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A grazier in north-west Queensland says sulphuric acid from a train derailment at Julia Creek has polluted one of his dams.
The train was carrying more than 800,000 litres of sulphuric acid when the 26-carriage train derailed on Sunday, December 27. About 31,500 litres of acid were spilled.
Nigel Simmons runs Garoma Station at Julia Creek and one of his dams is only 200 metres from the site.
He said environmental staff had found the pH of the dam to be 2.08 — neutral pH is 7 — which is equivalent to somewhere between battery acid and lemon juice.
"But talking to the environmentalist guys, the reading they found the other day that was quite a low pH, was a bit of a surprise to them.
"They suggested it was ... because over the last few days the dam has evaporated and the water's soaked into the ground and that would've increased the pH a lot. As the water soaks away the acid stays in there and it becomes less water and more acid."
Mr Simmons said the dam was used to water livestock and has been dry for the past couple of years.
He has been told not to let any livestock drink from the dam.
"I assume they should be able to fix it with lime or something else to bring it back to a good pH," Mr Simmons said.
"That dam has been dry for a couple of years so it'll be a huge disappointment if, when it's finally full, we can't use it."
QR committed to reducing environmental impactsQueensland Rail regional general manager north Queensland, Michael Mitchell, said in a statement he had met with landholders on Wednesday and QR was keeping the local community informed about recovery works and environmental management.
"We are committed to ensuring there is no environmental damage, and have appointed Golders to provide expert advice to Queensland Rail regarding environmental impacts and to undertake soil and water testing," he said.
"Golders will work closely with all parties, including the Department of Environment and Heritage Protection, to assess and help inform treatment of any product leakage, and to help ensure the situation is managed closely.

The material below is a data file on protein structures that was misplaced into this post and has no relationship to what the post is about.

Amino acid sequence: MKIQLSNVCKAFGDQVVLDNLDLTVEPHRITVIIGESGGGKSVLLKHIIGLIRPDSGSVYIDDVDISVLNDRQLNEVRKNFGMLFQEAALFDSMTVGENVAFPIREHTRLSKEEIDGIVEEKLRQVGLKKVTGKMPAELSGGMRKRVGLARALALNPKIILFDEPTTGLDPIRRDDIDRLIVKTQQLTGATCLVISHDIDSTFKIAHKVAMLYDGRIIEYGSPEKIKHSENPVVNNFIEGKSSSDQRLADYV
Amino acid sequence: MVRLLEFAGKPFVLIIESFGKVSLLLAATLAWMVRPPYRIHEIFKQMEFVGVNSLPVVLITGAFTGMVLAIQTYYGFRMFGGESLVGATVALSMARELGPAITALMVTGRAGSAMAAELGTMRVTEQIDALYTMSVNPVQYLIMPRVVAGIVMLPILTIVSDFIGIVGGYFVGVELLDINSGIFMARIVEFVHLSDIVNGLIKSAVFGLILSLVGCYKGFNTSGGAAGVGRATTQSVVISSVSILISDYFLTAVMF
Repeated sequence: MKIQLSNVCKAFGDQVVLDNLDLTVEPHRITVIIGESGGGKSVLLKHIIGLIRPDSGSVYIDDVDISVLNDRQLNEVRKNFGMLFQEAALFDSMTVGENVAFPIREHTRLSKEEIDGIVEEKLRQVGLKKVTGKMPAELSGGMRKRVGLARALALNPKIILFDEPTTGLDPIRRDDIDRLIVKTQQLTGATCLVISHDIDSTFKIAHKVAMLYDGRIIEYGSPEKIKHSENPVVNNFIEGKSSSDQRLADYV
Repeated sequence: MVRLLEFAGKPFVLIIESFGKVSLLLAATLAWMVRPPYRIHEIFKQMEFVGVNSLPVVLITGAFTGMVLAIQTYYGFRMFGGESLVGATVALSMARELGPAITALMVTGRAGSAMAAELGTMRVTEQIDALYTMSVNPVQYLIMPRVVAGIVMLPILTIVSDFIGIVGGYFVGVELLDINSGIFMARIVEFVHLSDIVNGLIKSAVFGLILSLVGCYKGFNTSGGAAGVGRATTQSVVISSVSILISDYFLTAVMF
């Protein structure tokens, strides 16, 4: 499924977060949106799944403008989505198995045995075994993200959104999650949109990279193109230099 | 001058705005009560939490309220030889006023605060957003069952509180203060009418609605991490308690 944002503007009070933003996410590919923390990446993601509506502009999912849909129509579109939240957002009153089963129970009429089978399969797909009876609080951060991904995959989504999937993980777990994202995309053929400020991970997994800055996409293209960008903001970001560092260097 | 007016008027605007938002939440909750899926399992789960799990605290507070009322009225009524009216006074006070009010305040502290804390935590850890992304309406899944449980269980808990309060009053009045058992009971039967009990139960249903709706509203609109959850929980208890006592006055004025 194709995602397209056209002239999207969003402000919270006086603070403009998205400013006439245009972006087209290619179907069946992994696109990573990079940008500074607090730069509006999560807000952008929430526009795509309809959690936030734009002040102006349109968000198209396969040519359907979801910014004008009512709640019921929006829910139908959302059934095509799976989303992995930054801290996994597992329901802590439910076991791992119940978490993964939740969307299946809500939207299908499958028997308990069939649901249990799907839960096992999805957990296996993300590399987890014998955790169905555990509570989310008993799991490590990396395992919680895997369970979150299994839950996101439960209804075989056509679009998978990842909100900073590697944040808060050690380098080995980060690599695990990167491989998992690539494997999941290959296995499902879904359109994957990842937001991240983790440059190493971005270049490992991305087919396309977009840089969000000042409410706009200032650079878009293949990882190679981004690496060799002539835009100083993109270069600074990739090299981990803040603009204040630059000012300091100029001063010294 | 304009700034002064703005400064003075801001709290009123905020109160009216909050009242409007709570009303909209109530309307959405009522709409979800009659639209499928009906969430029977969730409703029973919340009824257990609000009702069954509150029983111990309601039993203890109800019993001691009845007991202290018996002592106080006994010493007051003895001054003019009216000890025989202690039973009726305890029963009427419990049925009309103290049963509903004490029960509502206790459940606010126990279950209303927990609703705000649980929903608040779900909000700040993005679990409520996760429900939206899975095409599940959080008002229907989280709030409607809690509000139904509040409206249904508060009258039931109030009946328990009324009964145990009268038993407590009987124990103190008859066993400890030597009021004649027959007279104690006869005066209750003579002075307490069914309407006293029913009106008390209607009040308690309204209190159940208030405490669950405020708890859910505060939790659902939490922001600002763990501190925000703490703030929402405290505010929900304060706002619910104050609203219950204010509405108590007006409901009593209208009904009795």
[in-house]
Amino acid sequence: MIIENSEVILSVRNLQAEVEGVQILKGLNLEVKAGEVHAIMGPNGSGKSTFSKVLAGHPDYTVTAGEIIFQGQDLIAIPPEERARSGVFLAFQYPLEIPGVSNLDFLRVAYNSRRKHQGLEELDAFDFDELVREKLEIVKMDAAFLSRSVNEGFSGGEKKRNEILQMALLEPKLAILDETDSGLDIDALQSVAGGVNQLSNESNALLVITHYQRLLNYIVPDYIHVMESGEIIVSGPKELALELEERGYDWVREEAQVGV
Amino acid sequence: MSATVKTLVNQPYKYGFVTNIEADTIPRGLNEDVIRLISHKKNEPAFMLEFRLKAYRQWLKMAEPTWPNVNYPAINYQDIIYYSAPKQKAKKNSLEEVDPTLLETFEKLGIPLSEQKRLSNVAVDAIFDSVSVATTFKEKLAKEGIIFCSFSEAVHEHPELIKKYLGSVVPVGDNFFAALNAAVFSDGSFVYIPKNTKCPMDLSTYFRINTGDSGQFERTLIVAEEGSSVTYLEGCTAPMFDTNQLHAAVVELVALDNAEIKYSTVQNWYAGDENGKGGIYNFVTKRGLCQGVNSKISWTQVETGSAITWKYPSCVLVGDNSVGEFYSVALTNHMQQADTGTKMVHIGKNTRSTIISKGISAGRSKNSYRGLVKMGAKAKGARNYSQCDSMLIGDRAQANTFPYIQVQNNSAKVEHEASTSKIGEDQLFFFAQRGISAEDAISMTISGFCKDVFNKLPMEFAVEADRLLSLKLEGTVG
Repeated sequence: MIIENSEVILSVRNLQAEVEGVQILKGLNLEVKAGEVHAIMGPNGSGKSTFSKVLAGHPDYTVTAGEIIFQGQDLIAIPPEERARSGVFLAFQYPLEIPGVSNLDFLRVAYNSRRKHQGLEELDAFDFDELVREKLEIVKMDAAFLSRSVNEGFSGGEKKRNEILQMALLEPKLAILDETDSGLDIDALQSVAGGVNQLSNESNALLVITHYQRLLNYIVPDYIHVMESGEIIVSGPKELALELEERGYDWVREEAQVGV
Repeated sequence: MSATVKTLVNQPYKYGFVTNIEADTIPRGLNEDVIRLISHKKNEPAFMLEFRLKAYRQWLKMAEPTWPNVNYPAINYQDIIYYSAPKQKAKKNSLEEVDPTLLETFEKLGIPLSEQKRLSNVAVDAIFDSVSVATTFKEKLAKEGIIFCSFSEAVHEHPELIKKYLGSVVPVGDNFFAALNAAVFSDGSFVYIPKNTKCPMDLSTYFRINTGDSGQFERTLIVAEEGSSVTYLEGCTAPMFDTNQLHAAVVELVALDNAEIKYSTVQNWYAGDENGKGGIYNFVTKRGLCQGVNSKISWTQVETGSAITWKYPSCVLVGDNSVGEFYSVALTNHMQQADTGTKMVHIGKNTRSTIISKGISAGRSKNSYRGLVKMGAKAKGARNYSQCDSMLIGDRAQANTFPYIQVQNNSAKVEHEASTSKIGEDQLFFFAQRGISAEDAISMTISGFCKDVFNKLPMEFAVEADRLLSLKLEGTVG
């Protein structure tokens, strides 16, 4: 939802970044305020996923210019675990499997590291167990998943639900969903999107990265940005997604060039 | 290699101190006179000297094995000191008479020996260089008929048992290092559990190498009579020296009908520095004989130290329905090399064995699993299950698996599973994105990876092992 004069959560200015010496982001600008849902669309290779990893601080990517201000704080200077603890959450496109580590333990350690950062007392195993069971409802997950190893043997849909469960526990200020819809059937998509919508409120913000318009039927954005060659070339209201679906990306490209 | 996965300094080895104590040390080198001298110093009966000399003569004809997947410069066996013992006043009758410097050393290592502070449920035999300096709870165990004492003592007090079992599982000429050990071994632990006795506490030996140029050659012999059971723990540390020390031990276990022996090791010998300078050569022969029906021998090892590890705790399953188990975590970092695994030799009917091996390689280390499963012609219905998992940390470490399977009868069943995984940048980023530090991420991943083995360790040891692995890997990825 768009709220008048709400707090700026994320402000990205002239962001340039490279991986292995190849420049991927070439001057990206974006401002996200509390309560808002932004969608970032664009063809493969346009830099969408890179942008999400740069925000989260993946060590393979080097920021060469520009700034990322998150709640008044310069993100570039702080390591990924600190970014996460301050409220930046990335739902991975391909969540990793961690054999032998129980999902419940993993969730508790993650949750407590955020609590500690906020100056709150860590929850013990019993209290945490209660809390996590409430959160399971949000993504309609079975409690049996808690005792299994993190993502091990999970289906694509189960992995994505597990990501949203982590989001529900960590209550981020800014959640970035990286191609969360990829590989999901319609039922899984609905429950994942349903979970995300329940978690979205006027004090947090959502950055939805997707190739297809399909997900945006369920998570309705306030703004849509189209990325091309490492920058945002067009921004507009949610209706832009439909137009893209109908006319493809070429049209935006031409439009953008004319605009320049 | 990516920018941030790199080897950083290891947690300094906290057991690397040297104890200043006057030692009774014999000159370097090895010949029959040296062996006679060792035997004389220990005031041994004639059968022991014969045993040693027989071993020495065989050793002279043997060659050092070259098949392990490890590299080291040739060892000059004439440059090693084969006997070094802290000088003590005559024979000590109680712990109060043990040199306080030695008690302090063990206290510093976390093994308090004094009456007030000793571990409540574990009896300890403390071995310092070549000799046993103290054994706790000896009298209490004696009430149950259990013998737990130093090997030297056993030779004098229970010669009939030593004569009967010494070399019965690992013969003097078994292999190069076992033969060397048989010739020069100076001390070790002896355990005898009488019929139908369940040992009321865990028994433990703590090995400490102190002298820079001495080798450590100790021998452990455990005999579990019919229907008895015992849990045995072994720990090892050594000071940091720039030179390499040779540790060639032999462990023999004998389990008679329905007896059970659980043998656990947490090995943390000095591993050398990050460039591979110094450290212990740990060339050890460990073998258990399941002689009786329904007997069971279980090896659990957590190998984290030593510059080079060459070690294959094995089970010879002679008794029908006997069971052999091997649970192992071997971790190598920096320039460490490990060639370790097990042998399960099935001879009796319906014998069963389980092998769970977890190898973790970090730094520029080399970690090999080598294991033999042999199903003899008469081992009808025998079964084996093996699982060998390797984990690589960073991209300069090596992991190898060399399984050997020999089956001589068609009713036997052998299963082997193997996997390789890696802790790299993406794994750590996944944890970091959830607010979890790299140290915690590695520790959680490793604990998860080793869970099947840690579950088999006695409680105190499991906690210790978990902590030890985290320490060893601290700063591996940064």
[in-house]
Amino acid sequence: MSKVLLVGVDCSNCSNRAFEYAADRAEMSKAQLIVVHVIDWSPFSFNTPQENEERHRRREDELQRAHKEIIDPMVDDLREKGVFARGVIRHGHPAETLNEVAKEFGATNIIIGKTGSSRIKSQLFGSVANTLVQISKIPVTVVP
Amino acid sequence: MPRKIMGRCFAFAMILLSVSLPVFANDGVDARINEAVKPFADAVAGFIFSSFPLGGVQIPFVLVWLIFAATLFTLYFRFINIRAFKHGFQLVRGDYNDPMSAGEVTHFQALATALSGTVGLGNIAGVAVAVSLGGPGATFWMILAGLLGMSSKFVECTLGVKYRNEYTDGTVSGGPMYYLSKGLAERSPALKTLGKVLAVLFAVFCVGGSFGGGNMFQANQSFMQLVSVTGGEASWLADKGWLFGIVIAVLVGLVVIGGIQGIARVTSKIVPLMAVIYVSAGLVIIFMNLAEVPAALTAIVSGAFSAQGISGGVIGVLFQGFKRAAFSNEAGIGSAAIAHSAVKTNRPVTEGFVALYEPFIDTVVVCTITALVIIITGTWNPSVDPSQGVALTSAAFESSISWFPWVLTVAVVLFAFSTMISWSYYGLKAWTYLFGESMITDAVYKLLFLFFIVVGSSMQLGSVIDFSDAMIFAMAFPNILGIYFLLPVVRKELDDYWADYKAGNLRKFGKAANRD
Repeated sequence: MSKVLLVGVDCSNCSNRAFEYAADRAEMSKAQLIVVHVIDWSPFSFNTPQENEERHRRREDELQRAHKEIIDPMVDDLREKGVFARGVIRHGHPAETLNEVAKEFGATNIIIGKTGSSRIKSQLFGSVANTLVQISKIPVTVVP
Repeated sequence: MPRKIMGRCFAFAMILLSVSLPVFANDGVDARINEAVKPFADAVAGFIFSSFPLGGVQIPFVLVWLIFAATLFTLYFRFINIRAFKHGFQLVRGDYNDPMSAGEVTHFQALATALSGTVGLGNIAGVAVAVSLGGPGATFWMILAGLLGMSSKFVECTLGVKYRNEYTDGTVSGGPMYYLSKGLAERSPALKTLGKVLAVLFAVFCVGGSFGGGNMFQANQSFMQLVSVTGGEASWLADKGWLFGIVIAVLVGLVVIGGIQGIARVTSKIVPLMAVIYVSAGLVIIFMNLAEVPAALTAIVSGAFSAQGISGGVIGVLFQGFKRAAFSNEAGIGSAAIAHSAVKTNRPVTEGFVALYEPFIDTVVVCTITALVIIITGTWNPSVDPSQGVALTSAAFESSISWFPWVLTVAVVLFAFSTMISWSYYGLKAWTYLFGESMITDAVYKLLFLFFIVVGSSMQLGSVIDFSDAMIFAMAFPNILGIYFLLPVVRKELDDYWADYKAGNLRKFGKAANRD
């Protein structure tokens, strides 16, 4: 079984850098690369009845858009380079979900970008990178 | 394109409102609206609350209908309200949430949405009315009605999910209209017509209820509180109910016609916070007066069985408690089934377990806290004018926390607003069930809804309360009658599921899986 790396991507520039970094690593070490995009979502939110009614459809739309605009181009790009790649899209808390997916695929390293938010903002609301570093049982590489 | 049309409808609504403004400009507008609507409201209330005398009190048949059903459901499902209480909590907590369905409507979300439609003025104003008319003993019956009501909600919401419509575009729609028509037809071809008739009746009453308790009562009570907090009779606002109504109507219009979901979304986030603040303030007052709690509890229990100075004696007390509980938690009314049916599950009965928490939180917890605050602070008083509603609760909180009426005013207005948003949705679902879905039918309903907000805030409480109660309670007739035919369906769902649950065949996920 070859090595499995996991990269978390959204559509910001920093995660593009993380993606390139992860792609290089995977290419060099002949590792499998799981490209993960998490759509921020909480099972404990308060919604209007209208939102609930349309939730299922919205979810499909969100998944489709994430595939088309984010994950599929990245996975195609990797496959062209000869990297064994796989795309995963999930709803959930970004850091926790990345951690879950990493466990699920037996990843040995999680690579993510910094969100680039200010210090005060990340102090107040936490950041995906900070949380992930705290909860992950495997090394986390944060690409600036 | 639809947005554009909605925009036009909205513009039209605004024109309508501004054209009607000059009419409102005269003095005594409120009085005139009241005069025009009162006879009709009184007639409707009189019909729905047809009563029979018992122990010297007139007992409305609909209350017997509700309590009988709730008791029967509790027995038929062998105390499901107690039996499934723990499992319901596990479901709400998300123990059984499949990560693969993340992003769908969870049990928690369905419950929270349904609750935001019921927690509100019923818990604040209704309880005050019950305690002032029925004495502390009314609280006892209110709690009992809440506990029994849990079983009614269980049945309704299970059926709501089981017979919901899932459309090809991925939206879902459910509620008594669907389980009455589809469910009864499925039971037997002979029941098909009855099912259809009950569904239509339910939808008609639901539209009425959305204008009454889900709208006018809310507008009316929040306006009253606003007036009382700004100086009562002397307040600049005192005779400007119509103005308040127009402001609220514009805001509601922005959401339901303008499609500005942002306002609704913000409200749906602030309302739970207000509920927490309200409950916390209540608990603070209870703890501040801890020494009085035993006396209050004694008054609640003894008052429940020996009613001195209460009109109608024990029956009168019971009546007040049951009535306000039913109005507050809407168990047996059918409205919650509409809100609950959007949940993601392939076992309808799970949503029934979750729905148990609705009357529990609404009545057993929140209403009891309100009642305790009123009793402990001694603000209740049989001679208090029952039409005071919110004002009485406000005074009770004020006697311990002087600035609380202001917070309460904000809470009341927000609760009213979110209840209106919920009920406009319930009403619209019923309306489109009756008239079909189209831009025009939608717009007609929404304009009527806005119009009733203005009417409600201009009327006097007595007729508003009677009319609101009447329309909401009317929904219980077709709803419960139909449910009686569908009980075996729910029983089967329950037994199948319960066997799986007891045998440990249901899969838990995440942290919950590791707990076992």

"Golders is currently undertaking an initial assessment of the site and following the completion of this, Queensland Rail and a representative from Golders will meet again with landholders to provide them with an update and to discuss any specific concerns they have.
"We expect this meeting to take place in the coming days."
Incitec Pivot, the company that had purchased the sulphuric acid for use at its fertiliser manufacturing plant, has been contacted for comment.
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Concerns for livestock in the long termIn a good season Mr Simmons runs about 1,000 head of cattle on the 20,000 acre property, but due to the drought he currently has about 100 head.
While he said he felt confident the dam should be fixable, he was concerned about what long-term effects the spill might have on the cattle.
"We don't really understand what sulphuric acid is or what it does to the country, and the main thing is we really don't want it to be something that could leave heavy metals or traces in cattle," Mr Simmons said.
"That's a big concern if ... our cattle get pulled up when we sell them due to something that's been spilled on our land [making] our cattle unsaleable. It's debilitating for us.
"Other than that we don't really want to have water issues on our place, but I'm pretty confident they'll be able to work through it and come up with a solution.
"At the moment the most important thing is they clean up the remaining acid that's in the train."
Contaminated water would affect livestock, professor saysUniversity of Queensland professor of veterinary science Dr Jon Hill said livestock would definitely be affected by drinking contaminated water.
"The guidelines for drinking water are to retain that pH no lower than 6, ideally 6.5 to 8.5, and so clearly 2.08 is much lower and that would not be good at all for the cattle to drink any amount of that," he said.
"A cow is ingesting ... 20 litres or more per day, and that amount at pH of 2.08 would be quite harmful to the cattle."
Dr Hill said drinking that amount of contaminated water would turn cows' stomach contents acidic.
But he said he did not think cattle would drink the water unless they had no other option.
"I would imagine they would drink a little and then back away and seek some other water sources," Dr Hill said.
"I do not think it would taste very good and so they would avoid that water and reduce their intake if they possibly could."
Dr Hill said animals who had drunk contaminated water would get a sore belly and go off their feed.
He said affected cattle would look quite obviously ill.
Dr Hill advised concerned graziers to look out for cattle who were standing away from other animals, holding their head down, not eating, drooling, kicking at their stomach and had diarrhoea.
This article first appeared on www.abc.net.au
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